Monday, April 14, 2008

President Bush: We're All Global Warmers Now?

Shake your head in unison, we're all global warmers, now?

Now that the early is cooling?

Nothing new in Bush's adoption of the theory as real as snow, as a 2002 posting Bush: Global Warming Real reveals, but quite a sea change to support federal legislation...

Maybe it has something to do with Senator John McCain's campaign for President?

Net the Truth Online

Bush prepares global warming initiative
By Stephen Dinan
April 14, 2008
President Bush is poised to change course and announce as early as this week that he wants Congress to pass a bill to combat global warming, and will lay out principles for what that should include.

Specifics of the policy are still being fiercely debated, but Bush administration officials have told Republicans in Congress that they feel pressure to act now because they fear a coming regulatory nightmare. It would be the first time Mr. Bush has called for statutory authority on the subject...

Congress Prepares to Tackle Global Warming Legislation
By H. Josef Hebert
January 15, 2007

Potential presidential rivals Republican Sen. John McCain and Democratic Sen. Barack Obama are joining with newly independent Sen. Joe Lieberman on a plan they say would reduce global-warming gases by two-thirds over the next four decades.

Their bill, being announced Friday, is intended to cut the heat-trapping emissions by 2 percent a year through midcentury. It is sure to produce a contentious debate on climate control in the new Democratic-run Congress and draw strong opposition from the White House and industry.

Sens. McCain, Obama and Lieberman are specifying mandatory caps on greenhouse emissions for power plants, industry and oil refineries. Their plan would require releases of heat-trapping gases to return to 2004 levels by 2012 and to 1990 levels by 2020.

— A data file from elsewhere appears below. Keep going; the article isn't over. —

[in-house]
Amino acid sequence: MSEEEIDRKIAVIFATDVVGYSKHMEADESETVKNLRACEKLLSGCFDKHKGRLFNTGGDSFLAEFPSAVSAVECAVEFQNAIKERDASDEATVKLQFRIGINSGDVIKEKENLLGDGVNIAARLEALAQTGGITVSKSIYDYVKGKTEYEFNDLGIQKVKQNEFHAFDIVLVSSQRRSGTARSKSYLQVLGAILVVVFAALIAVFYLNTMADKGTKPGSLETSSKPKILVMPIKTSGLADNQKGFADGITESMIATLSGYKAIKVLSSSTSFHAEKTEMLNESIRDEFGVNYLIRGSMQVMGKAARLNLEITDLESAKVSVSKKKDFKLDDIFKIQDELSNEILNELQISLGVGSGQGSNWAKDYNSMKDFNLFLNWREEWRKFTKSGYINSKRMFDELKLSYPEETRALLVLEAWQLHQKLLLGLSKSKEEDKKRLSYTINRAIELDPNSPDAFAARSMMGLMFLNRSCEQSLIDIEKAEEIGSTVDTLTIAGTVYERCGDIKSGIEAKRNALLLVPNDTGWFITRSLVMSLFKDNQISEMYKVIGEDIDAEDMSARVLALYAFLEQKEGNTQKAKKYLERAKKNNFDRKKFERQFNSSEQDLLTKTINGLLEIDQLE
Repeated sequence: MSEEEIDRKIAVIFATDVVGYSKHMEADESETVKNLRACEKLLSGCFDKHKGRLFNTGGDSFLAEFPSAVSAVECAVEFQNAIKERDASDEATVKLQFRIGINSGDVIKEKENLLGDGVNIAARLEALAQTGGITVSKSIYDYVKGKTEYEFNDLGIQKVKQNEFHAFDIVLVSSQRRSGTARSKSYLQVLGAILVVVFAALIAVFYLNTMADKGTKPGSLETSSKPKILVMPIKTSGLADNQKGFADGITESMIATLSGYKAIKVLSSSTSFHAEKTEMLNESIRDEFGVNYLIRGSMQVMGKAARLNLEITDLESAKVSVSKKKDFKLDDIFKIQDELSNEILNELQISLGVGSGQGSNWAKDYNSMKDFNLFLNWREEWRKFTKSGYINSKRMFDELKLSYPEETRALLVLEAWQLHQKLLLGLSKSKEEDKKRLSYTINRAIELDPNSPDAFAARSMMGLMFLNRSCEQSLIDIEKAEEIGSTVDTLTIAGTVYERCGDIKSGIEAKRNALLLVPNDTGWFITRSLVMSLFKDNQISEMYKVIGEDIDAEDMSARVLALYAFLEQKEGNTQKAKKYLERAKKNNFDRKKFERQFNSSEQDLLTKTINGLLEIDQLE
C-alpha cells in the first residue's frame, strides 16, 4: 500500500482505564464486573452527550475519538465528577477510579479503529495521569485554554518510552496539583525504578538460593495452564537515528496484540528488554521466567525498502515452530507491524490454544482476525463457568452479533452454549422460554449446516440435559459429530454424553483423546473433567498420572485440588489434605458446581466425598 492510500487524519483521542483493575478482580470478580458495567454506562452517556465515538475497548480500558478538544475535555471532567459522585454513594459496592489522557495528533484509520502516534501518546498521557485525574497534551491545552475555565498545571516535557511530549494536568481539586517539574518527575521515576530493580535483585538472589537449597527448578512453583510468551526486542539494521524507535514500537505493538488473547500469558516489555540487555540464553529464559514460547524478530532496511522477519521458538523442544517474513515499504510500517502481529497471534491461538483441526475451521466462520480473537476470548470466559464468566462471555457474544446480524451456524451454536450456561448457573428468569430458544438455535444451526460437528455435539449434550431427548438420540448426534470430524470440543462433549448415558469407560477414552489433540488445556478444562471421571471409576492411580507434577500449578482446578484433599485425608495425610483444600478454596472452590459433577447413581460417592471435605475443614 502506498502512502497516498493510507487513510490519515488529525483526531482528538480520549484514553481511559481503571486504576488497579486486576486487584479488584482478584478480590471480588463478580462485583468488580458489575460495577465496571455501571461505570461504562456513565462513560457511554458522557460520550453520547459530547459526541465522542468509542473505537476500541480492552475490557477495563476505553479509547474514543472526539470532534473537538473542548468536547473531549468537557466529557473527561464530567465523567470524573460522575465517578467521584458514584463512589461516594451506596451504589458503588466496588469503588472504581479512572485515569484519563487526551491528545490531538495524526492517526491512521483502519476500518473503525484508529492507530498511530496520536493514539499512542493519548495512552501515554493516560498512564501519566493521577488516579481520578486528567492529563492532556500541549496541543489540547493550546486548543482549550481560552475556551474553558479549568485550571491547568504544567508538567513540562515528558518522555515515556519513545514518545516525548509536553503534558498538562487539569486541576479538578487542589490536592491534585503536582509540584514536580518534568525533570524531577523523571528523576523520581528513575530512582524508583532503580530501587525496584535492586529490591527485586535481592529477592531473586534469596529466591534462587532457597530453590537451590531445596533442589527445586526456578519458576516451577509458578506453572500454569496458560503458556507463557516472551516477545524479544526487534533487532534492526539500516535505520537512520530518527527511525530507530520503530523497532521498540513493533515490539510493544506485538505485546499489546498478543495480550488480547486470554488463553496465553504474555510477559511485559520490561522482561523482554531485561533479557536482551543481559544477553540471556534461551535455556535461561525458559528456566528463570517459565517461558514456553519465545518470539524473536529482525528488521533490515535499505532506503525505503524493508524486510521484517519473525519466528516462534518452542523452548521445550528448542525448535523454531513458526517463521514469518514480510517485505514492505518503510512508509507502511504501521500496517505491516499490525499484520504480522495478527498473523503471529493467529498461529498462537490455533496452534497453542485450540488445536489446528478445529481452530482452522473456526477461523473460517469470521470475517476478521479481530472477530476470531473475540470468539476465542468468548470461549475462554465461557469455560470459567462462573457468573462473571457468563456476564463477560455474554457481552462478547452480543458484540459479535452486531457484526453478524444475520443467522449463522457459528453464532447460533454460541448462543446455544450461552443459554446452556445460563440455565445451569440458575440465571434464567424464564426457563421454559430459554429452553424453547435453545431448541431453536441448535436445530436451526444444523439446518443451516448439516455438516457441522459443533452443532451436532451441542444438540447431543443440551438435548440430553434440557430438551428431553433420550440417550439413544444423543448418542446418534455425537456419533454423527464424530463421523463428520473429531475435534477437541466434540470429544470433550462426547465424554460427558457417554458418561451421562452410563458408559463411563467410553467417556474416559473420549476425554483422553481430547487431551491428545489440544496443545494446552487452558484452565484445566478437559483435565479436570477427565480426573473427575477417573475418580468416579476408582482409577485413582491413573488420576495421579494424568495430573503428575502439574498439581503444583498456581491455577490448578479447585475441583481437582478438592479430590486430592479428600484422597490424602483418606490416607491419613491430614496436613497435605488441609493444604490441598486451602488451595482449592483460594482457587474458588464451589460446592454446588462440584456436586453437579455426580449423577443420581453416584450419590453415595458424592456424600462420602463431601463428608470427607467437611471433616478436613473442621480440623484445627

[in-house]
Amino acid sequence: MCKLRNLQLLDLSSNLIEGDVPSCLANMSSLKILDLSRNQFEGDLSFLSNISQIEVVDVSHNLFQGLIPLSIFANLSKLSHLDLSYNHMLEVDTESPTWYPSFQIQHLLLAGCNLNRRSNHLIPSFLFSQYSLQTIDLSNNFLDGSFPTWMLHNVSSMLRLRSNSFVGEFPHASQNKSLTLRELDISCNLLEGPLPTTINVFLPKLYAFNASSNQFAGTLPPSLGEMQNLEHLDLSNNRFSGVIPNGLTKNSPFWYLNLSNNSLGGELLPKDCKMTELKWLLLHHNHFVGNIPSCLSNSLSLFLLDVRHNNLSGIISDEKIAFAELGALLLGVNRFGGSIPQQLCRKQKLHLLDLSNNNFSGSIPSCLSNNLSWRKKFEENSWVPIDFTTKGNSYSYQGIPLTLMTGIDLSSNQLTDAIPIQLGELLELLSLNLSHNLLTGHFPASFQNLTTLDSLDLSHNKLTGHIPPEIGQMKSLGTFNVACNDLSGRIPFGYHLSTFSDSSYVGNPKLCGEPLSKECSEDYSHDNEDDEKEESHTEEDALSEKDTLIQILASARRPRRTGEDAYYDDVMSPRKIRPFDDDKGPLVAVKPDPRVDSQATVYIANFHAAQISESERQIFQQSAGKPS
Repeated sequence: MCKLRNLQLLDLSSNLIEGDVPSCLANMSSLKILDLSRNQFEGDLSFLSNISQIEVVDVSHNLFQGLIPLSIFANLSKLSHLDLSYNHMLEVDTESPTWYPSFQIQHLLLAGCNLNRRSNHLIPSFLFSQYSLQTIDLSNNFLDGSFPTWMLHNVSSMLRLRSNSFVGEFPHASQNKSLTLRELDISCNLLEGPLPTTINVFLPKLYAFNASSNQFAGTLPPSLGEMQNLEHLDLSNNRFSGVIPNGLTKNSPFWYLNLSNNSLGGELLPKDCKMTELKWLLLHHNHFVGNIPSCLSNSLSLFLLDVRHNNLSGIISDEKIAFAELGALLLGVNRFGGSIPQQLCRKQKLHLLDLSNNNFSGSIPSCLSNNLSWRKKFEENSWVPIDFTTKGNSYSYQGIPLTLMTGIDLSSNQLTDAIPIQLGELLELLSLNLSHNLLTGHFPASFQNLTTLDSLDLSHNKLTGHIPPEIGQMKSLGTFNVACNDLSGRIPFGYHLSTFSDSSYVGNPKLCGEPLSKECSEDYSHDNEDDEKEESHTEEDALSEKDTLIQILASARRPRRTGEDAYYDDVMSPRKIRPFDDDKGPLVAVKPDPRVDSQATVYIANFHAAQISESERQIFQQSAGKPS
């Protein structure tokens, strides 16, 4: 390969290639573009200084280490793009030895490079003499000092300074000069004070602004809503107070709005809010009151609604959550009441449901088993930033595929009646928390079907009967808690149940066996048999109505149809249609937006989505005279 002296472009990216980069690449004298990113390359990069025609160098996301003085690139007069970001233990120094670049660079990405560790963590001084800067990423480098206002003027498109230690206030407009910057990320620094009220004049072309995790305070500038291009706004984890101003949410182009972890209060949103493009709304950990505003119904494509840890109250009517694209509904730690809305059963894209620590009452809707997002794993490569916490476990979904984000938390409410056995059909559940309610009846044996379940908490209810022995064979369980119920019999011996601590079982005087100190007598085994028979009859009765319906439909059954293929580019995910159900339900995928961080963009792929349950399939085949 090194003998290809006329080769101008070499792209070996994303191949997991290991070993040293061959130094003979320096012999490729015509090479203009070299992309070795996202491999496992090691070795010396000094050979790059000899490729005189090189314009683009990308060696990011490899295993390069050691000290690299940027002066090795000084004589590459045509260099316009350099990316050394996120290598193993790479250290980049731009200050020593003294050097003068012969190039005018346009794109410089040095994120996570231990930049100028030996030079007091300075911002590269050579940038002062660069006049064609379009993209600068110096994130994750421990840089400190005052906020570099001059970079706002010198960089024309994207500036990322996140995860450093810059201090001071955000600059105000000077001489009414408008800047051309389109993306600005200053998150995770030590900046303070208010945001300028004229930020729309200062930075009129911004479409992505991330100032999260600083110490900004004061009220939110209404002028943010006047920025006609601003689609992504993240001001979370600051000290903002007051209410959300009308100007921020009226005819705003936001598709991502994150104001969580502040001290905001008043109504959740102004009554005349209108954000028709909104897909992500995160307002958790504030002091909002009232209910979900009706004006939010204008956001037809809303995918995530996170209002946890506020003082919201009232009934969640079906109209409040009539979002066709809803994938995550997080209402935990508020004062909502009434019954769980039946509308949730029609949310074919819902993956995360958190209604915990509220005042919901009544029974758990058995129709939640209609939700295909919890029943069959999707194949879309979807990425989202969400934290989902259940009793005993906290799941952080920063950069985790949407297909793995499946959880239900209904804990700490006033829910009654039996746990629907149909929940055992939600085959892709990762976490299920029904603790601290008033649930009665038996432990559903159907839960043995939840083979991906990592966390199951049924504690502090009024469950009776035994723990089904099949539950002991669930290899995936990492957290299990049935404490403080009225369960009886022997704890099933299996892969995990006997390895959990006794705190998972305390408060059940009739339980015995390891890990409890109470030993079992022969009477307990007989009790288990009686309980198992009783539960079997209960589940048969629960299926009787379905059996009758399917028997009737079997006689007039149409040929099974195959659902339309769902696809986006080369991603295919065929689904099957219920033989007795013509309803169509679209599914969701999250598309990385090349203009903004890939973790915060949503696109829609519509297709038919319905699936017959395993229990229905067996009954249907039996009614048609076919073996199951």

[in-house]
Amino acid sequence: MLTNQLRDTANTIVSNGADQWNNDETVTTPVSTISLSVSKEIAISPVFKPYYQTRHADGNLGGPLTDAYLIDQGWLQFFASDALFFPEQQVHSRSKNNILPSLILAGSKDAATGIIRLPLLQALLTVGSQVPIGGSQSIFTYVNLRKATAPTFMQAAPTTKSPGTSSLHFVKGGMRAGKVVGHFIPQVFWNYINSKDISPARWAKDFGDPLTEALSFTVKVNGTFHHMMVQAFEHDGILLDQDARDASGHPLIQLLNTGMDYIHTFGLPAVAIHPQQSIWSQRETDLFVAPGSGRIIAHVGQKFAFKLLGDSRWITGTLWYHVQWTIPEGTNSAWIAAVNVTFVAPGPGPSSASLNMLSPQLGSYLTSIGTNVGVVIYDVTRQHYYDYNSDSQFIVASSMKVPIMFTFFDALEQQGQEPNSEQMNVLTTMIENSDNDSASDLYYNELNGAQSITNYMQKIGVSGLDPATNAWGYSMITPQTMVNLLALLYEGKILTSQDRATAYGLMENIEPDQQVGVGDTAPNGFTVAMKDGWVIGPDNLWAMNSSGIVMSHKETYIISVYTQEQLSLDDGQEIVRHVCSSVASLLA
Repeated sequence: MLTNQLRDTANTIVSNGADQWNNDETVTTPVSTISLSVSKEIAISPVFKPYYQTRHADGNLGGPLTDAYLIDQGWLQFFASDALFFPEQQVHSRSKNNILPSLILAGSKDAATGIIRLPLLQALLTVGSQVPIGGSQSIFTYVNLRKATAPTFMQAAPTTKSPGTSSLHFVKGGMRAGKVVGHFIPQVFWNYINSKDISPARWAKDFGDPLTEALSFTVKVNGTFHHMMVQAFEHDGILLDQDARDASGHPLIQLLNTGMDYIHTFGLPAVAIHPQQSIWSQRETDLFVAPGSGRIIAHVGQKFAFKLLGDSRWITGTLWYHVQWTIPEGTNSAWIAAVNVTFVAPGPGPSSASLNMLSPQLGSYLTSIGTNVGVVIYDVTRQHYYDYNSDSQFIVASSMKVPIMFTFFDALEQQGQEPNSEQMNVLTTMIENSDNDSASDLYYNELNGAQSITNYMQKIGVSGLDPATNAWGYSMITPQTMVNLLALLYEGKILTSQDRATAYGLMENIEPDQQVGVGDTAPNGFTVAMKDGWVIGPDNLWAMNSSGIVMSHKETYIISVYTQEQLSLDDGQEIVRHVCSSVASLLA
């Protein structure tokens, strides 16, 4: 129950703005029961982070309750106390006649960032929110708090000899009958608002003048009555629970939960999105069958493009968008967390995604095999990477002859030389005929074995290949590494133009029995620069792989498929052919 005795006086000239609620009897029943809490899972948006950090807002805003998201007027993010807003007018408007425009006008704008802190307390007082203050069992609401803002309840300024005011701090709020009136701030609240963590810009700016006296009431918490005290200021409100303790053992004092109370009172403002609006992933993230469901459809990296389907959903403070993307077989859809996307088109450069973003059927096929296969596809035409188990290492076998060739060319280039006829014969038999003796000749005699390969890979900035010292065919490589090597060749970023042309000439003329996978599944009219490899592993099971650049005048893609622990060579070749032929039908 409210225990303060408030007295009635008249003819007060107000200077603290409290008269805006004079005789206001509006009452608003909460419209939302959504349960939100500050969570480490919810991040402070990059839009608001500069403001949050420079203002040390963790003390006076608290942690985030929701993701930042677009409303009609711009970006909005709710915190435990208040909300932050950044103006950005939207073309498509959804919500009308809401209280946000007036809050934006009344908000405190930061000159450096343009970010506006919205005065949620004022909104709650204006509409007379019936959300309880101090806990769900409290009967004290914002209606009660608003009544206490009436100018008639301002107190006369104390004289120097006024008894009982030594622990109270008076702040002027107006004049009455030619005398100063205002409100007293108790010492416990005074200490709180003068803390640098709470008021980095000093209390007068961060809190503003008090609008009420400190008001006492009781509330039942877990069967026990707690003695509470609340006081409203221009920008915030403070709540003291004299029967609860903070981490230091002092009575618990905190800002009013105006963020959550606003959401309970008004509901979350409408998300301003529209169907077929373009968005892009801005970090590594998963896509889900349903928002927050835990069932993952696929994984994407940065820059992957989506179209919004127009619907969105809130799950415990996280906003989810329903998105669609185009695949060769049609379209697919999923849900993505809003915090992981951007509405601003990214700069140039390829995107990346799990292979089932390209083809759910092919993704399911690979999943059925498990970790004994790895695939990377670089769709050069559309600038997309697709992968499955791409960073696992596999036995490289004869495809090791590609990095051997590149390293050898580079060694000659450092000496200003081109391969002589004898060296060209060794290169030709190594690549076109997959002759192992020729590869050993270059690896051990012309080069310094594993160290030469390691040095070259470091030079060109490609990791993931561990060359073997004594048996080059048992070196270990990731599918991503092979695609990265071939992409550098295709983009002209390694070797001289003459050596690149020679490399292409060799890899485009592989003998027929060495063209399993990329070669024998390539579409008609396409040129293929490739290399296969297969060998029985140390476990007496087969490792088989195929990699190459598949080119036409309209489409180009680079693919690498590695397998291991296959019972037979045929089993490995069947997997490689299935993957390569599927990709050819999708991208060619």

Carbon dioxide, produced from the burning of fossil fuels, is the primary greenhouse gas. U.S. emissions of this gas have increased an average of about 1 percent a year since 1990.

Under the proposed legislation, greenhouse gas emissions would be cut from 6,100 metric tons of carbon equivalent in 2004 to about 2,100 metric tons in 2050, according to a fact sheet describing the legislation.

As a compromise, the chairman of the Energy and Natural Resources Committee is preparing a more modest bill that would slow the growth of greenhouse gases. Under the proposal by Democratic Sen. Jeff Bingaman, annual emissions would continue to increase until 2030 and then perhaps decline.

McCain and Lieberman offered a climate bill two years ago, as did Bingaman. The McCain-Lieberman legislation was defeated by a Senate then controlled by Republicans; Bingaman withdrew his bill after it became clear he lacked the votes for passage.

Since then, lawmakers have become increasingly convinced that Congress must do something to deal with the threat of global warming.

Bush changes tack on global warming
By North America correspondent Kim Landers
Posted Tue Aug 21, 2007 1:45pm AEST

United States President George W Bush is under increasing pressure to tackle global warming, and has initiated an international summit on cutting emissions.

Climate change has been singled out as a key point for discussion at the APEC conference, due to start in Sydney in a little over two weeks.

But without the agreement of the world's biggest polluter, the United States, any consensus would be meaningless.

Recently Mr Bush invited the European Union and 15 other countries, including Australia, to take part in a summit at the end of next month to develop long-term voluntary goals to cut greenhouse emissions.

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